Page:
That side of the multilayer structure 9 which is remote from the window 5 is provided with a contact area 22, via which the operating current is impressed into the radiation-active layer during operation. The contact area 22 simultaneously serves as a mounting side of the chip. By way of example, the chip may be fixed on a chip mounting area of a suitable housing by said contact area, as already described. A further contact area (not illustrated) may be provided at the side areas of the window, for example, provided that the window is electrically conductive.
In this arrangement, that region of the multilayer structure 9 which lies between window 5 and active layer 10 is connected to the contact area 33, so that an operating current impressed via the contact areas 22 and 33 flows through the active layer 10.
In this exemplary embodiment, as in the previous exemplary embodiment as well, when fabricating the window it is advantageously possible to proceed from a conventional, cube-like or parallelepipedal window structure, so that existing fabrication methods and apparatuses can continue to be used in part. The coupling-out pyramids may be fabricated for example by etching or cutting with a saw. In the latter case, a V-shaped forming saw blade is used for this purpose and the window is cut by sawing multiply in parallel fashion along the mutually orthogonal sawing lines 11 a and 11 b on the side opposite to the multilayer structure 9.
In contrast to the previous exemplary embodiments, the window has side areas 13 a which run obliquely with respect to the multilayer structure 9 and in each case merge with side areas 13 b arranged perpendicularly to the multilayer structure. Such a window form may be fabricated for example by the window 5 being introduced by sawing from that side which is remote from the multilayer structure 9 using a suitable forming saw blade.
By virtue of the inclination of the side areas 13 a, the angle of incidence is reduced for the radiation 1 a impinging there and the proportion of coupled-out radiation is correspondingly increased.
By contrast, radiation portions 1 b, which impinge on the side areas 13 b arranged perpendicularly to the multilayer structure, that is to say in the region of the window base, are more easily subjected to total reflection, so that the coupling-out of radiation is lower in the region of the window base than in the region of the inclined window side areas 13 a.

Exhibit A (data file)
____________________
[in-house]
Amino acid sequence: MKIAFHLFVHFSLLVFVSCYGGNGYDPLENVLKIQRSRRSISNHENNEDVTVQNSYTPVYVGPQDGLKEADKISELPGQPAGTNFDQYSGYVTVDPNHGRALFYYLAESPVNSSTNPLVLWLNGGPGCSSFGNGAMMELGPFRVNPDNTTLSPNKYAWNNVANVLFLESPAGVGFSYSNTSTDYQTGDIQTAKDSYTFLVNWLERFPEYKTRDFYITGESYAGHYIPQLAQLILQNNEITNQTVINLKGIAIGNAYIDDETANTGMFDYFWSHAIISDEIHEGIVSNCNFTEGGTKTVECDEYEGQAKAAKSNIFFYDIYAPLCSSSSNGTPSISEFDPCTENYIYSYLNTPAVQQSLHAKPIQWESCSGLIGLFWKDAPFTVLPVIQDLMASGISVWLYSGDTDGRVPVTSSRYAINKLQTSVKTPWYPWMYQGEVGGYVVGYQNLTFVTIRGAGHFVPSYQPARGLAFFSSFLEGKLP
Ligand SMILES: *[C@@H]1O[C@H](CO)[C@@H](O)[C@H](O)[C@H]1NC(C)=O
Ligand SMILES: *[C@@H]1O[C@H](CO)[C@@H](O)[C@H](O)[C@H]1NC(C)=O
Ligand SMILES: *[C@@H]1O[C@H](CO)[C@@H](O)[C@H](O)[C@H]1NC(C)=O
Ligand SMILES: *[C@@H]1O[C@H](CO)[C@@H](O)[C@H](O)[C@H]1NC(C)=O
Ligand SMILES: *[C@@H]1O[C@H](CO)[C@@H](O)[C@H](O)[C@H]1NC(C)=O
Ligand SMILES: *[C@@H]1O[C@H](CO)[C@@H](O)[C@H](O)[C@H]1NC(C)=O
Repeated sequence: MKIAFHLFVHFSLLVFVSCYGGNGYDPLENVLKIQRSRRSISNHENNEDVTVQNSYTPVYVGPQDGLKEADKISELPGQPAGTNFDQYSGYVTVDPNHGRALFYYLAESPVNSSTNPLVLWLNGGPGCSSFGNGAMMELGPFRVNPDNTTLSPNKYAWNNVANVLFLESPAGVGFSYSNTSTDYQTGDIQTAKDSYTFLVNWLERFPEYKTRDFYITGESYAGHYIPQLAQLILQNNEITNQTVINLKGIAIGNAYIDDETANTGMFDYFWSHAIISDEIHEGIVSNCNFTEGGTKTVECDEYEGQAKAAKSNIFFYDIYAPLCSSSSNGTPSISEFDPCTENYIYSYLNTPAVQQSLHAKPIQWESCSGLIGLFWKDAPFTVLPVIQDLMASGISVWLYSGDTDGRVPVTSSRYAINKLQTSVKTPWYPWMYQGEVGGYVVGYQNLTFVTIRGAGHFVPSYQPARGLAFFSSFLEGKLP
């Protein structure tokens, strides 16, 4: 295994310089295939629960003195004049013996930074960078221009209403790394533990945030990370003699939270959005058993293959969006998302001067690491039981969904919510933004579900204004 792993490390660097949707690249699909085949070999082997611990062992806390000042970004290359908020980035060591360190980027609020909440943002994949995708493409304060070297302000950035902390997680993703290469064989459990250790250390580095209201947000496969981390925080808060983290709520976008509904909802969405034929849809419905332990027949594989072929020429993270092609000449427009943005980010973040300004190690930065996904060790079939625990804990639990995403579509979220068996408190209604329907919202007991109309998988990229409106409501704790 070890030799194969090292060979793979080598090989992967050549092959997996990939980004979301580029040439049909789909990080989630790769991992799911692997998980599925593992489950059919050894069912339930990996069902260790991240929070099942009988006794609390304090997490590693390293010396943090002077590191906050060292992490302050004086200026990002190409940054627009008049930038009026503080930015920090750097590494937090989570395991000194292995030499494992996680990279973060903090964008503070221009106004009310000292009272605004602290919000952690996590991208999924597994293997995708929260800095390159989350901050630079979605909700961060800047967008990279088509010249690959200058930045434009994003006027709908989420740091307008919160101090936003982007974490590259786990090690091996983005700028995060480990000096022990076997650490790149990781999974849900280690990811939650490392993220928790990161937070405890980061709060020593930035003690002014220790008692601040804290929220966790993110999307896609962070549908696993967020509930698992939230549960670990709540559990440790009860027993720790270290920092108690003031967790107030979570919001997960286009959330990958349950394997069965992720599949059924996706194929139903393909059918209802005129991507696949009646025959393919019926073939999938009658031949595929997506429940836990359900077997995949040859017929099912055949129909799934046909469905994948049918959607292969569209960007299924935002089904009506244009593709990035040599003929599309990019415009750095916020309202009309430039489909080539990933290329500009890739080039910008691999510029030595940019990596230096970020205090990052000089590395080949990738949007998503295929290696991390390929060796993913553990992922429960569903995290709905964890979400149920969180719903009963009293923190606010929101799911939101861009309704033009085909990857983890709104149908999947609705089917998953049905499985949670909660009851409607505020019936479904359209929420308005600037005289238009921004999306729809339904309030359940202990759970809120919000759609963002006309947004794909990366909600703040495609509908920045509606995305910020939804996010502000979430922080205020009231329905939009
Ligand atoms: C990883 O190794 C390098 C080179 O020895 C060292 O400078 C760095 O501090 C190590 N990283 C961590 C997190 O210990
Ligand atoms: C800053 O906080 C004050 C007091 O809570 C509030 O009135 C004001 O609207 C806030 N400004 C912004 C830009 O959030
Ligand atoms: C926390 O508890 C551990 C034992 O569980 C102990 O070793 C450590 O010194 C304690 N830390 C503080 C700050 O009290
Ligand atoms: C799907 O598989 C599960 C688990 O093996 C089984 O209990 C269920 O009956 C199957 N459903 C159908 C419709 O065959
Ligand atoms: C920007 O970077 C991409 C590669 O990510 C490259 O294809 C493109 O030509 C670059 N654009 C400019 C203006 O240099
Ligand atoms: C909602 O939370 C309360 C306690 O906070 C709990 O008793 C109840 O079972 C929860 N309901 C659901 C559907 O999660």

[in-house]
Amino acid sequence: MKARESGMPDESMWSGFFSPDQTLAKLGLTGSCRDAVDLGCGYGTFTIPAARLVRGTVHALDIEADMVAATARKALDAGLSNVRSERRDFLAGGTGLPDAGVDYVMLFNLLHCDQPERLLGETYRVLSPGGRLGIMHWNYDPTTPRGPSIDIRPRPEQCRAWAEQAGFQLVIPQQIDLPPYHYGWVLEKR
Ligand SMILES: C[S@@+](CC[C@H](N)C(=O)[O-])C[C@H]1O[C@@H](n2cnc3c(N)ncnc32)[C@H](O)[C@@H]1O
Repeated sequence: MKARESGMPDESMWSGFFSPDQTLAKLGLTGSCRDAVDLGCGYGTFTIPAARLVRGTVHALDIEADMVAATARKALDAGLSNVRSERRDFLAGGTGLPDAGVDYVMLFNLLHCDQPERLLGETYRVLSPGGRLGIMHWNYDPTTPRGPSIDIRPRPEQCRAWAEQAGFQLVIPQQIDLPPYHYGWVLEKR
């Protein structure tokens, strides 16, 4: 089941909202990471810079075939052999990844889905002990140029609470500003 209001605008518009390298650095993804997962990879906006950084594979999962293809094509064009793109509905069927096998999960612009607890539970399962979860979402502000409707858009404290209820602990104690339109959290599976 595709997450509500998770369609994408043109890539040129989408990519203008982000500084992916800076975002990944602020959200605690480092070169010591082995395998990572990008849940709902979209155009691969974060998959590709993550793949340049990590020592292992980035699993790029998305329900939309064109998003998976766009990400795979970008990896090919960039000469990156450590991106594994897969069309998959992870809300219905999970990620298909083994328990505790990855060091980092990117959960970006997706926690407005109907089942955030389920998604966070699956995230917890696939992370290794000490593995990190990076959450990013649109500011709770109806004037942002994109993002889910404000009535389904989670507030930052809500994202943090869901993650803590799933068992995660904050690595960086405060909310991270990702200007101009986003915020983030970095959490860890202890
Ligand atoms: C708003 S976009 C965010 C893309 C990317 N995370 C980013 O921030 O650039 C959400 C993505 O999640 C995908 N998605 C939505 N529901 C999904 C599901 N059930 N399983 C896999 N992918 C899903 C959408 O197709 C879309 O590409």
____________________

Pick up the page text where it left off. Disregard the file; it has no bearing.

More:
In this case, it is advantageous to form the window base in such a way that at least two of its boundary areas, preferably two side areas, form an angle β which satisfies the coupling-out condition. A window base in the form of a triangular prism is particularly advantageous in this case, cf.
Although, in the exemplary embodiment shown, the coupling-out condition does not always ensure that only a maximum of one total reflection occurs, since the radiation does not propagate exclusively parallel to the main plane of the window or the multilayer structure 9, cf. ray 1 b, a continuous total reflection that impedes the coupling-out is nevertheless prevented for a part of said radiation and the degree of coupling-out is increased overall.
This is verified by the diagram illustrated in
An increase in the degree of coupling-out in the case of the invention is achieved for the entire edge length range illustrated and in part amounts to more than 25% (relative to the degree of coupling-out of the window with a square cross section). Consequently, the invention achieves a significant improvement in the coupling-out of radiation even for a window form corresponding to
It goes without saying that the explanation of the invention on the basis of the exemplary embodiments shown does not constitute a restriction of the invention thereto.
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|U.S. Classification||257/99, 257/E33.07, 257/81, 257/678, 257/680, 257/98, 257/434|
|International Classification||H01L33/02, H01L33/20|
|Cooperative Classification||H01L33/02, H01L33/20, H01L2224/48091, H01L2224/48464, H01L2224/73265|
|European Classification||H01L33/20, H01L33/02|
|Aug 23, 2004||AS||Assignment|
Owner name: OSRAM OPTO SEMICONDUCTOR GMBH, GERMANY
Free format text: ASSIGNMENT OF ASSIGNORS INTEREST;ASSIGNORS:BAUR, JOHANNES;EISERT, DOMINIK;HARLE, VOLKER;REEL/FRAME:015885/0137
Effective date: 20040528
|Dec 22, 2009||CC||Certificate of correction|
|Aug 11, 2010||FPAY||Fee payment|
Year of fee payment: 4
|Sep 18, 2014||FPAY||Fee payment|
Year of fee payment: 8